Different Kinds of Teeth and What They Do

Different Kinds of Teeth and What They Do


Written By: Samana Agha | 06 December 2023

Our teeth are the quiet heroes in our bodies, doing important work that we often overlook. They come in different shapes and sizes, teaming up to help break down our food so we can digest it easily. Beyond appearance, teeth are ectodermal organs, akin to hair, skin, and sweat glands. They contribute significantly to digestion by cutting, crushing, and grinding food, aiding in easier swallowing. The growth of teeth occurs in two stages, milk teeth develop before birth, with the first set completed by the second birthday, lasting 6 to 7 years. Adult teeth emerge around 7 years, numbering 32 when the set is complete.
There are following types of teeth in a set, incisors, canines, premolars and molars.


Incisors are the eight teeth right at the front of your mouth—four on top and four on the bottom. You can easily see them when you smile or talk. These teeth have a pointy edge that’s great for biting and cutting food. When you take a bite, incisors are the first ones to get to work, helping you bite off small pieces of your food. Besides their job in eating, incisors also play a part in how we talk. Their sharp edge helps us make certain sounds, like the “f” and “v” sounds, and the “th” sound in words like “think” and “this.” So, they’re not just for eating; they help us speak clearly too!


Canines, also known as “eye teeth,” earned their name because they look like a dog’s fangs—super pointy! Because of their pointed shape, they are also known as “cuspids.” Most people have four of them, one in each quadrant of their mouth. These teeth are great at tearing into food, like meat and crunchy veggies. Picture them as your bite buddies. With their sharp tips, they can pierce through tough stuff like meats and hard bread crusts. So, when you think canines, think sharp, strong, and ready to tackle your tasty bites!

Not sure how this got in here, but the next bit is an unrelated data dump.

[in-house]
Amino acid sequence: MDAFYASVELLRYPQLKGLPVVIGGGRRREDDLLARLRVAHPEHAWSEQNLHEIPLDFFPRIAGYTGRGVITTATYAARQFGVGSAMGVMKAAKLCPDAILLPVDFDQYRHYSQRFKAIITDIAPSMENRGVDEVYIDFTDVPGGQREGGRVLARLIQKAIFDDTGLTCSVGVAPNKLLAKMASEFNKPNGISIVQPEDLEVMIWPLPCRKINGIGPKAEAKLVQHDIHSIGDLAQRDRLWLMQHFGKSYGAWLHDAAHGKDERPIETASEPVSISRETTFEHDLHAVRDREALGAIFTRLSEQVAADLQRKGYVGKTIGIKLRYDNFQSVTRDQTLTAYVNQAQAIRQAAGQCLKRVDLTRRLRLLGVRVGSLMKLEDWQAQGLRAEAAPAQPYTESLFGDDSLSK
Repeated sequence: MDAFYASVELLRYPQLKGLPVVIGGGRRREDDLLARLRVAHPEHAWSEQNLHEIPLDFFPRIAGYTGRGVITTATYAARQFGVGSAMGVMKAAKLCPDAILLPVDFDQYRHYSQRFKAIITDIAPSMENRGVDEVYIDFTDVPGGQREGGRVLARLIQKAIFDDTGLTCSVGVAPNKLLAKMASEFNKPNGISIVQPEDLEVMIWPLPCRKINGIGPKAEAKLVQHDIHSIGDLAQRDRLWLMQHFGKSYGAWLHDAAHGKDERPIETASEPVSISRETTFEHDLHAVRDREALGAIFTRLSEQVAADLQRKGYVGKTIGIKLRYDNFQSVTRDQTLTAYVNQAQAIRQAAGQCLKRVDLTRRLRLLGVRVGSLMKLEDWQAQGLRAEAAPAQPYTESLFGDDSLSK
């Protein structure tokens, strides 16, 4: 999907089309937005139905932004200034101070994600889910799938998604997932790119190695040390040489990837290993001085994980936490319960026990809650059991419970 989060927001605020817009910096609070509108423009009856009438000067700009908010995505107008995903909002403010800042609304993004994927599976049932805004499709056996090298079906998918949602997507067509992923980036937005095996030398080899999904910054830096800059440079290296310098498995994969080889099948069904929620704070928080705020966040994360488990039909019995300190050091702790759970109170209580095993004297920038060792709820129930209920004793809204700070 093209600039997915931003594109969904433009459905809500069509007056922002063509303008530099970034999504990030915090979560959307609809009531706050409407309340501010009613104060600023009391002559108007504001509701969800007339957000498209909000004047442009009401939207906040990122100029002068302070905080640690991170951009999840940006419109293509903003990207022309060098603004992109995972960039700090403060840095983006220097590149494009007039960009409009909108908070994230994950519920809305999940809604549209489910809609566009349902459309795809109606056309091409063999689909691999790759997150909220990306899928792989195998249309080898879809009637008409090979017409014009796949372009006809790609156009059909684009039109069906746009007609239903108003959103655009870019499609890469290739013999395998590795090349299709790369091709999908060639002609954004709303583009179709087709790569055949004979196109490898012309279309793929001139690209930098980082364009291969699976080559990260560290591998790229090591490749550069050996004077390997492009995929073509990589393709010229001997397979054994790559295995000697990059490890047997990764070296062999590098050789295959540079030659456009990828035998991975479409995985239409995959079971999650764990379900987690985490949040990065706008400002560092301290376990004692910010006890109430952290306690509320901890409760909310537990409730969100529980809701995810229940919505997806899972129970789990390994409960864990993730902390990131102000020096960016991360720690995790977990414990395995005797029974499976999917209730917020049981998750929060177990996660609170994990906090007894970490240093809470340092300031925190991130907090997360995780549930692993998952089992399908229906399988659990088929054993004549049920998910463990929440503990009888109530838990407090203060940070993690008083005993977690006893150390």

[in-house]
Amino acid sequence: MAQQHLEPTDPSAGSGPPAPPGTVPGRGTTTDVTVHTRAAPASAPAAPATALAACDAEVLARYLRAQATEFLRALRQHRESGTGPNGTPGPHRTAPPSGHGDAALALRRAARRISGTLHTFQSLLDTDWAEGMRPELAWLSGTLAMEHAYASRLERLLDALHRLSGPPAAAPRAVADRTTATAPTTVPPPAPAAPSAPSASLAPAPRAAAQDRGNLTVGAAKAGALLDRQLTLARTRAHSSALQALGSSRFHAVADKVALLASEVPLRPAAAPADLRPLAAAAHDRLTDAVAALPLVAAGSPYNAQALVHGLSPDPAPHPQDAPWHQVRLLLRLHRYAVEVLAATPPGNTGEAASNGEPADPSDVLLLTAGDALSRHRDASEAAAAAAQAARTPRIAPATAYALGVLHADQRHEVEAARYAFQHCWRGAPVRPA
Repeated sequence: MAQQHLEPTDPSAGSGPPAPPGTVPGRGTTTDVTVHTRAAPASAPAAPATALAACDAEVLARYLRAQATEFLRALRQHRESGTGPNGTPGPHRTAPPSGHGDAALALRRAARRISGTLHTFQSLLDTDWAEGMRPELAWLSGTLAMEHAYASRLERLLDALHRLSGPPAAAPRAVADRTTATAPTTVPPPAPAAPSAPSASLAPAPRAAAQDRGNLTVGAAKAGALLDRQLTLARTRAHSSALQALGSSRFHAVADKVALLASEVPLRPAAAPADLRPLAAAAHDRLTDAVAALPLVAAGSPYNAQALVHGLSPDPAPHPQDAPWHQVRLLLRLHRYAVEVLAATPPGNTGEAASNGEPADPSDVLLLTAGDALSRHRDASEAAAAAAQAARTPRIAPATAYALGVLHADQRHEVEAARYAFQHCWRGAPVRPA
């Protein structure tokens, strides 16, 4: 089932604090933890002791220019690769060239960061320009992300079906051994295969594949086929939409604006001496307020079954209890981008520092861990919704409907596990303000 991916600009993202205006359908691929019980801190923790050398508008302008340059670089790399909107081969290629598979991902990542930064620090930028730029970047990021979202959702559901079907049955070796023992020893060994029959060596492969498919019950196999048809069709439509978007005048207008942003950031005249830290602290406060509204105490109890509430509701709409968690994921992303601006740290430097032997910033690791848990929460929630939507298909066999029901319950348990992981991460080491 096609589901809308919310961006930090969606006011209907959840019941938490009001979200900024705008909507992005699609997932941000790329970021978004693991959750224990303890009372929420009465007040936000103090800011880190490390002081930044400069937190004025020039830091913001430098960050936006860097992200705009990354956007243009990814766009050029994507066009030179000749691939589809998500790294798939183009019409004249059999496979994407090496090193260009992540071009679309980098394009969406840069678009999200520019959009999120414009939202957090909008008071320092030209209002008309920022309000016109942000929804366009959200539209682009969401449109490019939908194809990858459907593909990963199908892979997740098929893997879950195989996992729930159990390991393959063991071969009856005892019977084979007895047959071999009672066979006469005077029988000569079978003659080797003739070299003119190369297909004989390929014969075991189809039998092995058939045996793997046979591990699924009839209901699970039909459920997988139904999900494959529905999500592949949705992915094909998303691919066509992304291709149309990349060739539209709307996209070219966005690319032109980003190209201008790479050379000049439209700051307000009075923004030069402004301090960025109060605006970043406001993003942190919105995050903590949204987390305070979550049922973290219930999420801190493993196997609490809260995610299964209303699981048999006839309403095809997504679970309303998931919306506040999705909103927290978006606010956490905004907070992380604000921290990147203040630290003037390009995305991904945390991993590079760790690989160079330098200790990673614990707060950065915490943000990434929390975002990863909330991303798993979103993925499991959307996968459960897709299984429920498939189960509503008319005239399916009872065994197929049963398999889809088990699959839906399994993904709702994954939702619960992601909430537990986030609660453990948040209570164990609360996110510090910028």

Premolars, also known as bicuspids, hang out between your canines and the back teeth (molars). These eight teeth—four on top and four on the bottom- help you do a bit of everything: tearing, crushing, and grinding your food into smaller bits. They are the multitaskers of your mouth! Their flat surface is perfect for tackling nuts, grains, and raw veggies. They’re bigger and sturdier than your incisors and canines. Fun fact: in the past, if there wasn’t enough room, some people had their adult premolars removed. Nowadays, we try to make space early on with clever dental tricks if things get a bit crowded.


Molars are the big chewers at the back of your mouth, doing about 90% of the chewing work. Most adults have 12 molars-three in each quadrant of their mouth. If you’ve had your wisdom teeth taken out or never had them, you likely have eight molars altogether. These teeth are like your food crushers, helping you grind and crush everything you eat. Molars are at the end of the tooth lineup, with six on top and six on the bottom. You won’t see them much when you smile, but they’re the champs of chewing. Their large surface area makes them pros at grinding and crushing food effectively. Wisdom teeth, also known as “third molars” pop up at the very back of your mouth in your late teens or early twenties. While they’re good at grinding and crushing, they aren’t always necessary and might need to be removed if they cause problems like pain or crowding.

Four Main Layers of Your Teeth

  • 1. Enamel: The tough outer layer protects your teeth from cavity-causing bacteria. It’s the hardest stuff in your body.
  • 2. Dentin: Right under enamel, it’s not as strong. If enamel is missing, dentin is exposed, and that raises the risk of cavities.
  • 3. Cementum: This covers your tooth’s root and, along with gum tissues, keeps your tooth securely in your jaw.
  • 4. Tooth Pulp: The innermost part houses nerves, blood vessels, and tissues, deep inside your tooth.

Main Parts of the Teeth

  • 1. Crown: The top part you see above your gums. It’s covered in hard enamel, protecting it.
  • 2. Root: The part hidden below your gums, holding the tooth in your jaw. You can’t see it, but it’s anchored by the periodontal ligament.

When To Visit A Dentist?

To keep your smile healthy, it’s good to see the dentist every six months for a regular checkup and cleaning. This helps prevent issues like cavities and gum problems and lets the dentist catch any concerns early.But, if you’re dealing with tooth pain or notice things like swelling, persistent bad breath, bleeding gums, or changes in your teeth or gums, it’s a sign to see the dentist sooner. Also, if chewing becomes tricky, it’s worth a visit.
If anything seems off with your teeth, don’t wait. Book an appointment with a dentist at Apex Dental Clinics. They can figure out what’s going on and suggest the right treatment to get your dental health back on track.